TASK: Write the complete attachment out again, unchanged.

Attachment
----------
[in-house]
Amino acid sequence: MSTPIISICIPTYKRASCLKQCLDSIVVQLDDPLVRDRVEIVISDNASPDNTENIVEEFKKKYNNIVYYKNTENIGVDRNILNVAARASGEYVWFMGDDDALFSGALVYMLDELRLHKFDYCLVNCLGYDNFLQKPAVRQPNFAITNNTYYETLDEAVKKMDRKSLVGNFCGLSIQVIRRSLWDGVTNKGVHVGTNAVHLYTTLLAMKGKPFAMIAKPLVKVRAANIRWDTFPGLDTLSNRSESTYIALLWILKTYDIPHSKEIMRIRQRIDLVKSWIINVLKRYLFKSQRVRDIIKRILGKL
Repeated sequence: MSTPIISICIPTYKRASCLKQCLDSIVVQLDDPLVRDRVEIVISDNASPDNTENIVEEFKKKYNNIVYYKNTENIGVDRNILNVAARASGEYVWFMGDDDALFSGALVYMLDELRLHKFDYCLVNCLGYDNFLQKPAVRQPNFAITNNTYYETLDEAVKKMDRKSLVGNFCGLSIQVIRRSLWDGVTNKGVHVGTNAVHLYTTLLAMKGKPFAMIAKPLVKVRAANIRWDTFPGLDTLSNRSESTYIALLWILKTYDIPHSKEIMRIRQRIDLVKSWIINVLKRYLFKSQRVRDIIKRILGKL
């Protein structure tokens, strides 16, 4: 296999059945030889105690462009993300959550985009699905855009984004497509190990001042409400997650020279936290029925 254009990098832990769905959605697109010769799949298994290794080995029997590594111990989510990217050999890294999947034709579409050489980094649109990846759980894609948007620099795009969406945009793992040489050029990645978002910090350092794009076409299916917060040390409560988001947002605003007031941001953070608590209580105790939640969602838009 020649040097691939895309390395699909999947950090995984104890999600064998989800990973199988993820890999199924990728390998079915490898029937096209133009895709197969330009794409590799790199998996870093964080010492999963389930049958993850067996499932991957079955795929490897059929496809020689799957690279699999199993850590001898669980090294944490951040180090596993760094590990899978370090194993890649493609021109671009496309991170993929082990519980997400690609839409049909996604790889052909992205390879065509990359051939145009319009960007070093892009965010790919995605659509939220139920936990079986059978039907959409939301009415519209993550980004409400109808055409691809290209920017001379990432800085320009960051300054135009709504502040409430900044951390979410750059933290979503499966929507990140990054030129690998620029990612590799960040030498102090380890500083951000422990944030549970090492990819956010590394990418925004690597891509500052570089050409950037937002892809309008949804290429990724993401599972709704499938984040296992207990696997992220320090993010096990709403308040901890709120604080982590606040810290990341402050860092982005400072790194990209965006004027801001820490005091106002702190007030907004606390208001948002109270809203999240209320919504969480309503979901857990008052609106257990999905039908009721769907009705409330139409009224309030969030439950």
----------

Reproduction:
[in-house]
Amino acid sequence: MSTPIISICIPTYKRASCLKQCLDSIVVQLDDPLVRDRVEIVISDNASPDNTENIVEEFKKKYNNIVYYKNTENIGVDRNILNVAARASGEYVWFMGDDDALFSGALVYMLDELRLHKFDYCLVNCLGYDNFLQKPAVRQPNFAITNNTYYETLDEAVKKMDRKSLVGNFCGLSIQVIRRSLWDGVTNKGVHVGTNAVHLYTTLLAMKGKPFAMIAKPLVKVRAANIRWDTFPGLDTLSNRSESTYIALLWILKTYDIPHSKEIMRIRQRIDLVKSWIINVLKRYLFKSQRVRDIIKRILGKL
Repeated sequence: MSTPIISICIPTYKRASCLKQCLDSIVVQLDDPLVRDRVEIVISDNASPDNTENIVEEFKKKYNNIVYYKNTENIGVDRNILNVAARASGEYVWFMGDDDALFSGALVYMLDELRLHKFDYCLVNCLGYDNFLQKPAVRQPNFAITNNTYYETLDEAVKKMDRKSLVGNFCGLSIQVIRRSLWDGVTNKGVHVGTNAVHLYTTLLAMKGKPFAMIAKPLVKVRAANIRWDTFPGLDTLSNRSESTYIALLWILKTYDIPHSKEIMRIRQRIDLVKSWIINVLKRYLFKSQRVRDIIKRILGKL
């Protein structure tokens, strides 16, 4: 296999059945030889105690462009993300959550985009699905855009984004497509190990001042409400997650020279936290029925 254009990098832990769905959605697109010769799949298994290794080995029997590594111990989510990217050999890294999947034709579409050489980094649109990846759980894609948007620099795009969406945009793992040489050029990645978002910090350092794009076409299916917060040390409560988001947002605003007031941001953070608590209580105790939640969602838009 020649040097691939895309390395699909999947950090995984104890999600064998989800990973199988993820890999199924990728390998079915490898029937096209133009895709197969330009794409590799790199998996870093964080010492999963389930049958993850067996499932991957079955795929490897059929496809020689799957690279699999199993850590001898669980090294944490951040180090596993760094590990899978370090194993890649493609021109671009496309991170993929082990519980997400690609839409049909996604790889052909992205390879065509990359051939145009319009960007070093892009965010790919995605659509939220139920936990079986059978039907959409939301009415519209993550980004409400109808055409691809290209920017001379990432800085320009960051300054135009709504502040409430900044951390979410750059933290979503499966929507990140990054030129690998620029990612590799960040030498102090380890500083951000422990944030549970090492990819956010590394990418925004690597891509500052570089050409950037937002892809309008949804290429990724993401599972709704499938984040296992207990696997992220320090993010096990709403308040901890709120604080982590606040810290990341402050860092982005400072790194990209965006004027801001820490005091106002702190007030907004606390208001948002109270809203999240209320919504969480309503979901857990008052609106257990999905039908009721769907009705409330139409009224309030969030439950």